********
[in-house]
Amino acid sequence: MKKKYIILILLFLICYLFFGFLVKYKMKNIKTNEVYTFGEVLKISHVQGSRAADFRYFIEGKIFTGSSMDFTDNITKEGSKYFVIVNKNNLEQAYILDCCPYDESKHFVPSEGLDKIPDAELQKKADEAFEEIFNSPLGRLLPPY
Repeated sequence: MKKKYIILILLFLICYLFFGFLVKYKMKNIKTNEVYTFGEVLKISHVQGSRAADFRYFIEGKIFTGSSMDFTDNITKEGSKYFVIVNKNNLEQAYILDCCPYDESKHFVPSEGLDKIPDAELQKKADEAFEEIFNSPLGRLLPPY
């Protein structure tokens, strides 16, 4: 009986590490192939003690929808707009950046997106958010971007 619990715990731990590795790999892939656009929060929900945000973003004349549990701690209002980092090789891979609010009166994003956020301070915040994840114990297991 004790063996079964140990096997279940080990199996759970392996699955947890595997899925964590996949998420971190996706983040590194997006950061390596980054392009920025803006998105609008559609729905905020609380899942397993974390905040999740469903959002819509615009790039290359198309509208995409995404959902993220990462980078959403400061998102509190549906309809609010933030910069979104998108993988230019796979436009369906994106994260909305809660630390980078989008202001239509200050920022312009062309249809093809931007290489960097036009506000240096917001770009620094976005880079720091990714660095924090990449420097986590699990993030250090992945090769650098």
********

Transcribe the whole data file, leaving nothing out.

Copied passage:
[in-house]
Amino acid sequence: MKKKYIILILLFLICYLFFGFLVKYKMKNIKTNEVYTFGEVLKISHVQGSRAADFRYFIEGKIFTGSSMDFTDNITKEGSKYFVIVNKNNLEQAYILDCCPYDESKHFVPSEGLDKIPDAELQKKADEAFEEIFNSPLGRLLPPY
Repeated sequence: MKKKYIILILLFLICYLFFGFLVKYKMKNIKTNEVYTFGEVLKISHVQGSRAADFRYFIEGKIFTGSSMDFTDNITKEGSKYFVIVNKNNLEQAYILDCCPYDESKHFVPSEGLDKIPDAELQKKADEAFEEIFNSPLGRLLPPY
């Protein structure tokens, strides 16, 4: 009986590490192939003690929808707009950046997106958010971007 619990715990731990590795790999892939656009929060929900945000973003004349549990701690209002980092090789891979609010009166994003956020301070915040994840114990297991 004790063996079964140990096997279940080990199996759970392996699955947890595997899925964590996949998420971190996706983040590194997006950061390596980054392009920025803006998105609008559609729905905020609380899942397993974390905040999740469903959002819509615009790039290359198309509208995409995404959902993220990462980078959403400061998102509190549906309809609010933030910069979104998108993988230019796979436009369906994106994260909305809660630390980078989008202001239509200050920022312009062309249809093809931007290489960097036009506000240096917001770009620094976005880079720091990714660095924090990449420097986590699990993030250090992945090769650098």